By having Swedish as the default language between you and your son, he will grow up learning it. It is important to make the most of the period when she spends time mainly with you. This is the time when you can create a solid foundation for a routine of always speaking Swedish with each other. Although you have two native languages, you feel more comfortable speaking Swedish than Finnish with your son. This is a natural reaction, as Swedish was the language you chose to start with. It is always odd when you switch to speaking a different language with a person, no matter what age. (You can read about my experience here). That you have access to a Swedish-speaking playgroup is great. Even if it is only once a month for a few hours, it is important, as he will get to interact with other children who speak Swedish. This experience is very valuable to him – it shows that Swedish is not just something between you and him, but a language that other kids speak, too.


Finnish is your second mother tongue and you would like your son to pick it up so he can communicate in it. You are already taking the right steps to pass on Finnish to your son by reading and singing to him in the language. Just like with Swedish, it is very helpful that you have access to a Finnish class where he will meet with other Finnish-speaking kids. Your mum’s support will be invaluable in ensuring that he get enough exposure to Finnish. For a child to learn a language there should be both a NEED and a WANT for the child to speak it – being able to speak with his grandmother creates both of these. However, if you want your son to become a fluent Finnish-speaker in parallel with learning Swedish, then the occasional reading, singing, playgroup and interaction with his grandmother will not be enough. I know you said that it felt strange to speak Finnish with your son, but you will have to overcome this feeling to be able to offer him more exposure to Finnish. What you could try is a variation of the time and place approach. You could for example create an area in your home, which is dedicated to Finnish. In this area you would only use Finnish, playing, reading, singing etc. This is the perfect place for the Finnish toys to stay in when they are not in use elsewhere. The area would be a reminder for you to stick to Finnish and your son would identify the space with the language. Of course, you can still read or sing in Finnish in other places as well, but this specific area would always be Finnish.


If the Gaelic nursery/school is suitable in every other way, i.e. it meets your expectations when it comes to quality of care and tuition, atmosphere and so on, I see no reason not to choose it for your son. I know it will be a fourth language for him, but children can cope with many languages. Being exposed to several languages never causes a child to be confused. Like you say, replacing the additional exposure to English (which will become your son’s dominant language) with Gaelic will have several positive effects. Not only will he learn an additional language (getting the tally up to four languages), but it will give both Swedish and Finnish a stronger position in his life in relation to English. Will there be the option to continue his education in Gaelic after the initial years? He would need to have continued interactive exposure to it to maintain for the future.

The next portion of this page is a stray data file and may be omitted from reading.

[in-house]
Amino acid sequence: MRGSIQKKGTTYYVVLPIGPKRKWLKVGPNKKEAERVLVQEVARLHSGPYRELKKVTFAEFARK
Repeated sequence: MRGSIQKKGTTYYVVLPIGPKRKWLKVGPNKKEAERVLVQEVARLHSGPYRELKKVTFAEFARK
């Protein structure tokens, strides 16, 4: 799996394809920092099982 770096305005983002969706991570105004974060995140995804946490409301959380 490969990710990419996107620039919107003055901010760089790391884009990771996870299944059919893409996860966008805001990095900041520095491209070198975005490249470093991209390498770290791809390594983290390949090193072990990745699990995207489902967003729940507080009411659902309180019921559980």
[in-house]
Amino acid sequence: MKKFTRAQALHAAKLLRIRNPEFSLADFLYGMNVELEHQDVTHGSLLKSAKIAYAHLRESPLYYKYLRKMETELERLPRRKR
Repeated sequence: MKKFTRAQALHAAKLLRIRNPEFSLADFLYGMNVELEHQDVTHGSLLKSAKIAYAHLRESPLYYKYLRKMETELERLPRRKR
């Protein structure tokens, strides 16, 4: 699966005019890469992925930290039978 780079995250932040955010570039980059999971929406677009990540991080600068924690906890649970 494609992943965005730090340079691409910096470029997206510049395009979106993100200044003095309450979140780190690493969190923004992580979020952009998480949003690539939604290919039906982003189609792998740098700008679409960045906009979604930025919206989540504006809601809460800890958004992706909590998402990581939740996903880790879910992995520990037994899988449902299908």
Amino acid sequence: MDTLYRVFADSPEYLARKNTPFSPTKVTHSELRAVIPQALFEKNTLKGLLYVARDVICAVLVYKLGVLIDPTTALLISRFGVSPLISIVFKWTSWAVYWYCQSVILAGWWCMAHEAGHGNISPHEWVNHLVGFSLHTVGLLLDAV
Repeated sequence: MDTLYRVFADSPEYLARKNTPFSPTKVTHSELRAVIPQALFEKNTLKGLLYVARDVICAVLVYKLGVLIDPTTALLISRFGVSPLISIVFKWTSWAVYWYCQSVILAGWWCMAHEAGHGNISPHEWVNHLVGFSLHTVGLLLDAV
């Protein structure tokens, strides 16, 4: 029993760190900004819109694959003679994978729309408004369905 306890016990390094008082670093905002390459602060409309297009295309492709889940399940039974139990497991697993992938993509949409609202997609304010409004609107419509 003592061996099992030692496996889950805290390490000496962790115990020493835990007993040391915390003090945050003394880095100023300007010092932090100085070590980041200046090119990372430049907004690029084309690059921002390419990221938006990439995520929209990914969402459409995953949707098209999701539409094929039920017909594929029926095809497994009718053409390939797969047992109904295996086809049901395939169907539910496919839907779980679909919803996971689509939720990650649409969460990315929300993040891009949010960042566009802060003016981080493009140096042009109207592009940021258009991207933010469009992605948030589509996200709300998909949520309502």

I hope this have given you some ideas on how to manage the situation with the four languages you son may learn. We can continue the discussion in the form of Family Language Coaching in case you want at Family Language Plan set up.

Wishing you a successful multilingual family journey!

Kind regards,

Rita Rosenback

  Rita Rosenback Rita is an author, Family Language Coach, blogger and speaker, who was born into a bilingual family on the Swedish-speaking west coast of Finland. After studying languages in Finland and Germany she worked as a university teacher, translator, interpreter and manager of multinational teams. Rita is now a full-time writer and coach and has been living in the U.K. since 1998. Rita is the mother of two grown-up multilingual daughters, who are the inspiration for her book: “Bringing up a Bilingual Child”, an easy-to-read guide for parents, where she navigates the reader across the “Seven Cs of Multilingual Parenting: Communication, Confidence, Commitment, Consistency, Creativity, Culture and Celebration”. Currently English and Swedish are Rita’s main languages, but she instantly switches to Finnish or German or to her Finland-Swedish dialect when the opportunity presents itself (and when push comes to shove, she can communicate in a very basic Punjabi). Rita is the creator and driving force of this website, and she gives talks and holds workshops for parents and teachers on the topic of bilingual children. She also coaches families on how to make the most of their languages and raise their children to become confident speakers of the chosen languages.